Whoosh! Another cyclist rounds the curve of the sea wall next to our table. We're on the patio at the Burrard Bridge Marine Bar & Grill, where little more than a railing separates the physically active—cyclists, rollerbladers, and joggers—from lazybones like us, whose sole exertion is lifting a pitcher of beer. The location is fantastic for people-watching and gazing out over the deep blue sparkle of False Creek.
Last month, the somewhat awkwardly named Burrard Bridge Marine Bar & Grill opened in the old Fiddlehead Joe's location. On the north shore of False Creek, it's tucked into a bend in the sea wall just east of the Burrard Bridge. With 70 outdoor seats looking across the water to the marina and Granville Island, the restaurant seems to be mostly patio—and that's a good thing.
The Daniel Hospitality Group, the folks behind Delilah's, boasts other primo-patio restaurants in town besides this one, including Coal Harbour's Mill Marine Bistro & Bar and eateries at Stanley Park's Prospect Point and Malkin Bowl. “We believe that location plays a huge role in your overall experience,” reads the company's Web site. In summer, I couldn't agree more. If I've been cooped up at work on a precious nice day (oh, the injustice of it all), I'll eat elsewhere if I can't snag a seat in the open air.
That said, if the patio at the Burrard Grill was full, I'd consider a seat inside. The wraparound, floor-to-ceiling windows make the view here almost as good as it is on the patio, and sliding glass doors that are kept ajar let the air flow.
Plus, the ship-to-shore atmosphere inside is kind of fun. Owner Daniel Frankel collects nautical antiques, and many have washed up here. The bar area is decorated with old buoys and hundreds of colourful wooden floats. Round Japanese glass floats hang from the ceiling in nets, and an ancient mariner's wheel marks the restaurant's entrance.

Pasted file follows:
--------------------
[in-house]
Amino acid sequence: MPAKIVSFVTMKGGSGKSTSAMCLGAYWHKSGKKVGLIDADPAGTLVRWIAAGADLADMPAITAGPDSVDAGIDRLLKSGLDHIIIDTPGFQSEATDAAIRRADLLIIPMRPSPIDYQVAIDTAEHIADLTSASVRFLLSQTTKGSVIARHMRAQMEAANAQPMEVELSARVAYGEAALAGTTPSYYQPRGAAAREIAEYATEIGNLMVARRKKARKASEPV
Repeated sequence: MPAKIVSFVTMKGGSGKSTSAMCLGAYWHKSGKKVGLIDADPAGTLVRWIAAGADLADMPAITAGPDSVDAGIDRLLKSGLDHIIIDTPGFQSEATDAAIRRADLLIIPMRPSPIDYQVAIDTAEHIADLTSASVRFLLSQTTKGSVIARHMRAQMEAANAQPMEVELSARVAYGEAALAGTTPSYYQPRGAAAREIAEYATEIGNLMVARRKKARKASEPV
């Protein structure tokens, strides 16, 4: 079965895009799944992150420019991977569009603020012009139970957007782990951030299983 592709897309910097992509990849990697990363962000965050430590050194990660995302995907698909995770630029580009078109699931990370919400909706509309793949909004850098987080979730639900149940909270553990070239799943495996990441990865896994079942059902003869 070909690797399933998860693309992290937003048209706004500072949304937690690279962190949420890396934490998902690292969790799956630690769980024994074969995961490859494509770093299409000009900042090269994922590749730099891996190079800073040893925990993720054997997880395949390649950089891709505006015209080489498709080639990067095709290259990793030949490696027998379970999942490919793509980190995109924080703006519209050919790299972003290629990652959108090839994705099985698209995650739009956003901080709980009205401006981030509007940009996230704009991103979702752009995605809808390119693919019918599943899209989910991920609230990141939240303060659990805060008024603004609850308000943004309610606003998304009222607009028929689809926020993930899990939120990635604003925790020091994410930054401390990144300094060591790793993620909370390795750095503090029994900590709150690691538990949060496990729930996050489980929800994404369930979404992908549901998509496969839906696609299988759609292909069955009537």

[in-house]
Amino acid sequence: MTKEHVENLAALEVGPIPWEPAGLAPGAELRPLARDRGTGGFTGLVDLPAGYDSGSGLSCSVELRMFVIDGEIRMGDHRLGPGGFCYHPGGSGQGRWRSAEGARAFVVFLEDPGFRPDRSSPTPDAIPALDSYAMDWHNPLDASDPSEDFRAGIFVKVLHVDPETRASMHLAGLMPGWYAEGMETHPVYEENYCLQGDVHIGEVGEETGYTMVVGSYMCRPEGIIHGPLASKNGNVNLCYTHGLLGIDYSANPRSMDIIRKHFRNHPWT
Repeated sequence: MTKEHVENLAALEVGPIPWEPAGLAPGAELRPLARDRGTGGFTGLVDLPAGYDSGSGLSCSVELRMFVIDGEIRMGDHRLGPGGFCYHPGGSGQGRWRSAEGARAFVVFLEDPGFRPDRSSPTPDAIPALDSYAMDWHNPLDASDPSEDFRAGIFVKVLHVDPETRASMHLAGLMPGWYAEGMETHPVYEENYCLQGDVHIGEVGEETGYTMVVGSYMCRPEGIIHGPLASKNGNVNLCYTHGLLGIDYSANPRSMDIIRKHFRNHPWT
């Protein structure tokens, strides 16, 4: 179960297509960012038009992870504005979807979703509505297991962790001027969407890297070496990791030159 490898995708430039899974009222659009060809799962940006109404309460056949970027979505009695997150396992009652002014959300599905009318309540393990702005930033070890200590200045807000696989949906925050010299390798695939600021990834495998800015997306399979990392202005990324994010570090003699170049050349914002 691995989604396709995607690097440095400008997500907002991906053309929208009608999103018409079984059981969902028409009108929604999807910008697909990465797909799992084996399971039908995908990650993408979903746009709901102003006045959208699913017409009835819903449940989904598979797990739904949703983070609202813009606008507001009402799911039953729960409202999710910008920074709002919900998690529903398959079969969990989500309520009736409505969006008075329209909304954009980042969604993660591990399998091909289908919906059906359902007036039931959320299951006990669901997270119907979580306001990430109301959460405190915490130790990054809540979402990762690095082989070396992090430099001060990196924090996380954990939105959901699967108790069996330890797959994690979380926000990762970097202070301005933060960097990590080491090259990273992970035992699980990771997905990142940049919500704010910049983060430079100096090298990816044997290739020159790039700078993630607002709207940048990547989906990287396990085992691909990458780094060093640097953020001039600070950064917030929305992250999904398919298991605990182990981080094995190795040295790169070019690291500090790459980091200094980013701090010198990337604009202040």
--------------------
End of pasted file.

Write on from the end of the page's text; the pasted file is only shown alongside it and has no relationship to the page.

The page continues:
The place goes beyond the nautical, however. It aspires to be your local “pirate pub”, in a Johnny Depp—rather than a Somali pirate—kind of way. A skull-and-crossbones welcome sign lays out the rules: “Keep yer filthy hands off me wench” and “Keep yer filthy hands off me rum.” Yes, every day is Talk Like a Pirate Day here, which will entertain those who can't wait for September 19. (Brush up on pirate pickup lines at www.talklikeapirate.com/.)
If this is all starting to sound a bit tacky, it's not”¦exactly. Dark, polished wood tables lend some class, and the overall effect is modern and lighthearted.
When our server comes to take our order, we haven't even looked at the menu, we've been so taken with our surroundings. She's as perky as can be, and her skirt has a slit that goes up to her tailbone, but because she proceeds to give us good service, I don't hold it against her.
Opening our menus, we find a fairly standard mix of casual favourites: burgers, caesar salad, fish and chips, thin-crust pizzas, stir-fries, and nachos. A member of the Ocean Wise program, the restaurant is seafood-oriented, offering calamari, four kinds of moules frites, grilled salmon, and halibut. Mains run about $10 to $20. (At brunch, egg dishes are $9 to $13.) There's Whistler and Granville Island beer on tap, and a B.C.–centric wine list.
The two of us decide to split a bowl of Delilah's mussels ($13.99) to start. Though not a huge portion, the mussels are nicely presented, and arrive plump and juicy. However, the chipotle cream sauce, strewn with bits of diced tomato and red onion, is just okay.
My modestly sized blackened wild salmon entrée ($16.99) arrives next to a nicely spiced bed of barley, which is a welcome change from the usual rice. The salmon is ridiculously overcooked, however, and dry as July asphalt. I cut the kitchen some slack since the restaurant is still teething and phasing in new dishes, but they'll soon have to do better than this. My husband's halibut and chips ($17.99 for two pieces) is good but not remarkable, with a thin, blistery beer-batter coating the fish. The chips, however, are fabulous: piping hot, crisp, and deliciously seasoned—I just wish there were more of them.
The fries are the best part of the meal, which says something. But this place isn't so much about the food. Great fries, cold beer, and plenty of atmosphere—sometimes that says it all.